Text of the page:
More than 26,000 workers denied the national minimum wage by their employers have received a £4m windfall, according to HM Revenue and Customs (HMRC).
It says its investigated 1,693 complaints against employers for allegedly breaching minimum wage rules in the last year.
They resulted in 708 employers receiving automatic penalty charges of up to £5,000 and 26,519 employees receiving an average of £300 in back pay, topping up wages that had previously been paid below the legal minimum rate.
The South Central team, based in Oxford and Portsmouth, handled cases resulting in arrears of £1,184,453 being paid back and charged 56 employers with penalties.
Employment Minister, Jo Swinson said: "Paying less than the minimum wage is totally unacceptable. Whenever we find examples of businesses breaking the law we will crack down on them. Supporting fairness in the workplace is one of our key priorities. and the National Minimum Wage is one way of making sure this happens."
The cases included:
A Hampshire distribution company that required its workers to carry out door-to-dor deliveries. They were ordered to pay arrears of wages exceeding £60,000 for over 600 workers.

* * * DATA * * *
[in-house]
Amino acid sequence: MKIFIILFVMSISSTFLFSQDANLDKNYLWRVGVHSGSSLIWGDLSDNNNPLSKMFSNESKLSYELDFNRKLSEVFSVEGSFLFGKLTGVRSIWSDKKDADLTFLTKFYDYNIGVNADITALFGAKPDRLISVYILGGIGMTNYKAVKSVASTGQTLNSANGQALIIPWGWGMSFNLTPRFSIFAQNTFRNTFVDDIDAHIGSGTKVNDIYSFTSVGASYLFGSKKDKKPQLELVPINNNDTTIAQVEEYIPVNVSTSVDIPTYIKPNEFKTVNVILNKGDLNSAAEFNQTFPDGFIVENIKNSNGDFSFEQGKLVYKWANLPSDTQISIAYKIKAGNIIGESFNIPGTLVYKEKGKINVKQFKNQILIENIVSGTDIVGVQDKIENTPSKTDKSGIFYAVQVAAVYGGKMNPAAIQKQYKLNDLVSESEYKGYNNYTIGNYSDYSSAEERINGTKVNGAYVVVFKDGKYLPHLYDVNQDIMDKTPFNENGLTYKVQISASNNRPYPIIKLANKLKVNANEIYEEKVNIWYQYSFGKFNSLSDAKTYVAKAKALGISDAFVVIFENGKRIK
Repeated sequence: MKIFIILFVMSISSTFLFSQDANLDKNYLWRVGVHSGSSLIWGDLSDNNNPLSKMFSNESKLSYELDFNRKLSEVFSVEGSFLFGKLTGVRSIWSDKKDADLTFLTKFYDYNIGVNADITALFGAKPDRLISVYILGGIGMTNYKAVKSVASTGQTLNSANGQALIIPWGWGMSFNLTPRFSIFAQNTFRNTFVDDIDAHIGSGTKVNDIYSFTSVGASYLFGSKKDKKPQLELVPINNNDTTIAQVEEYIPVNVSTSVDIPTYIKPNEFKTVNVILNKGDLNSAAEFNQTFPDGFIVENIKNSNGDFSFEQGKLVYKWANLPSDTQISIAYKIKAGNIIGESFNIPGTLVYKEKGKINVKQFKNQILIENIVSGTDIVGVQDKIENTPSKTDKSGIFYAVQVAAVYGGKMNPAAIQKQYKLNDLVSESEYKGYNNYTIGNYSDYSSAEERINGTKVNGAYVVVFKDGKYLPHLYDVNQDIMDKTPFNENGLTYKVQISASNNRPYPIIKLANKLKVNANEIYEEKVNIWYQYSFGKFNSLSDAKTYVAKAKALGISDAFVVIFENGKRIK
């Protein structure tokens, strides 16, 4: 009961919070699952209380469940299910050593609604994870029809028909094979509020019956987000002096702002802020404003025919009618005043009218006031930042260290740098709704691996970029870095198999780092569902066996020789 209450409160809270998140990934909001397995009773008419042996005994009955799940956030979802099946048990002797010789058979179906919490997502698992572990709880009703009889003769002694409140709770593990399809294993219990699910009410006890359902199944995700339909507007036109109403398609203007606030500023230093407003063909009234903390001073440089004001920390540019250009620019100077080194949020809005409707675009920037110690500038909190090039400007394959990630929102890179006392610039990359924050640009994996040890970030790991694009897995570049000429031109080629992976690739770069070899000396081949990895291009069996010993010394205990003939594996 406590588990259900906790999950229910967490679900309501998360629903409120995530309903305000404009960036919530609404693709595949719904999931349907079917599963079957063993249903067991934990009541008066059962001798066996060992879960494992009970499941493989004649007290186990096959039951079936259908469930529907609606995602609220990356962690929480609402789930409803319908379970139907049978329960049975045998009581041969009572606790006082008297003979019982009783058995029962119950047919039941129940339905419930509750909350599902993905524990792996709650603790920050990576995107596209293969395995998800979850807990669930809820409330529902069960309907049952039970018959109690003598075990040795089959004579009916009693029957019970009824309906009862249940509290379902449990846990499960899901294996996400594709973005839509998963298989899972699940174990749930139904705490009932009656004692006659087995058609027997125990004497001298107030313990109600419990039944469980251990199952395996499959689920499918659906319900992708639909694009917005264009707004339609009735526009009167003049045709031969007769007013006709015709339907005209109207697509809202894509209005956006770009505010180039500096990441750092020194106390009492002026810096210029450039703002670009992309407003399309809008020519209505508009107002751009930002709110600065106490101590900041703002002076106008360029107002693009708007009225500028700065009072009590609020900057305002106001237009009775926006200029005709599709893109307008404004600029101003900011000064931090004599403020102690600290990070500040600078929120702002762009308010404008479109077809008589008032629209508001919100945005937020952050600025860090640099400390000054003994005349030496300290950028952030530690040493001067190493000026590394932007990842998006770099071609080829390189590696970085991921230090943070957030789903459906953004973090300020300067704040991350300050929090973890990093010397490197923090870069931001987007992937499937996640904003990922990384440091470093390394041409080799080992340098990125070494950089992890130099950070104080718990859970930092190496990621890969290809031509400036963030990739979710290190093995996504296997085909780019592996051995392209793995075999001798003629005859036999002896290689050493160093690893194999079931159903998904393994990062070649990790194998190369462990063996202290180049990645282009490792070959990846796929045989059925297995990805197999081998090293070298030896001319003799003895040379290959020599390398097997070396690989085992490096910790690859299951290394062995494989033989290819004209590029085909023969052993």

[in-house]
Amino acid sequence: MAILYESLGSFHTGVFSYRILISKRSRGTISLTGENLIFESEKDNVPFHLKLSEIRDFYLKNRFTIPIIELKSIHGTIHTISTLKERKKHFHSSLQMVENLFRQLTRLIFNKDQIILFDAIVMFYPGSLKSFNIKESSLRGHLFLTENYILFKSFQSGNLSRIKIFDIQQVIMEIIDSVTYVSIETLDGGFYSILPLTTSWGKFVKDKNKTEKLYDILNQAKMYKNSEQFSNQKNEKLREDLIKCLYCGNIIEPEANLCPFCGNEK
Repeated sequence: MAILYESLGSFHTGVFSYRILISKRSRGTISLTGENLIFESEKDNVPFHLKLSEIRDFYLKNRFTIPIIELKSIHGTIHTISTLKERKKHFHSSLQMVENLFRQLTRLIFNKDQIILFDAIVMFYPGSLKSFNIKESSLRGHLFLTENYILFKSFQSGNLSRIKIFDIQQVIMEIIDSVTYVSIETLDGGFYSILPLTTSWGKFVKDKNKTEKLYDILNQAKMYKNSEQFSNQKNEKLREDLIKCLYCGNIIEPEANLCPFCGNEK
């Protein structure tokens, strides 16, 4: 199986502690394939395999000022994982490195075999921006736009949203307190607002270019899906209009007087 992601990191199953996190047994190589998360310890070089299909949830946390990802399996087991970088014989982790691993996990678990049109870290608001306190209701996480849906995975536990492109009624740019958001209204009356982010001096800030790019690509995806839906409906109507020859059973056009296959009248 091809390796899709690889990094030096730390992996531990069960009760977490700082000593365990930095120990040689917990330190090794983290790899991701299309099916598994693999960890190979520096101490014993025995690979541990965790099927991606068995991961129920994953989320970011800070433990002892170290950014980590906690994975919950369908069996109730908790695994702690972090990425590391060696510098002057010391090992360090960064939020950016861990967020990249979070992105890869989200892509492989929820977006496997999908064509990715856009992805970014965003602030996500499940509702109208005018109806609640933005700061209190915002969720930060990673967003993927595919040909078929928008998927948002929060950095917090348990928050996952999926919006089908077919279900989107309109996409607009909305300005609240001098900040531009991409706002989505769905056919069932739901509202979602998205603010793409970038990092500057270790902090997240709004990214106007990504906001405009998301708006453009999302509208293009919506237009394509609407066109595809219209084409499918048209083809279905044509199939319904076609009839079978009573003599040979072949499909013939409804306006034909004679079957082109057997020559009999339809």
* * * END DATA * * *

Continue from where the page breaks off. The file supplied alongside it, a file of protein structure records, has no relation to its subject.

A Hampshire further education establishment incorrectly treating their workers as volunteers. They were ordered to pay wage arrears exceeding £690,000 to over 100 workers.
A Berkshire retailer making deductions from wages which reduced National Minimum Wage pay. They were ordered to pay arrears exceeding £12,000 to seven workers.
A Berkshire advertising agency that incorrectly paid their workers below the National Minimum Wage. They were ordered to pay arrears exceeding £15,000 for five workers.
A major fashion chain ordered to pay their 90 unpaid interns almost £60,000.
A multi-outlet retailer, which required employees to purchase specific items of clothing from their range, ordered to repay almost £170,000 for over 6,000 workers.
Michelle Wyer, Assistant Director of HMRC’s National Minimum Wage team, said: “Paying the National Minimum Wage is not a choice – it’s the law. HMRC enforces the rules, protecting workers in the South and South East.
“Where an employer ignores these rules, we will take steps to ensure arrears are paid out in full and the employer fined. In the most serious cases, criminal prosecution can follow.”
Anyone who believes they are not being paid national minimum wage can call the Pay and Work Rights Helpline on 0800 9172368. Currently calls to the helpline from interns, who are working for nothing or for “expenses only”, are being fast-tracked to HMRC enforcement officers for investigation.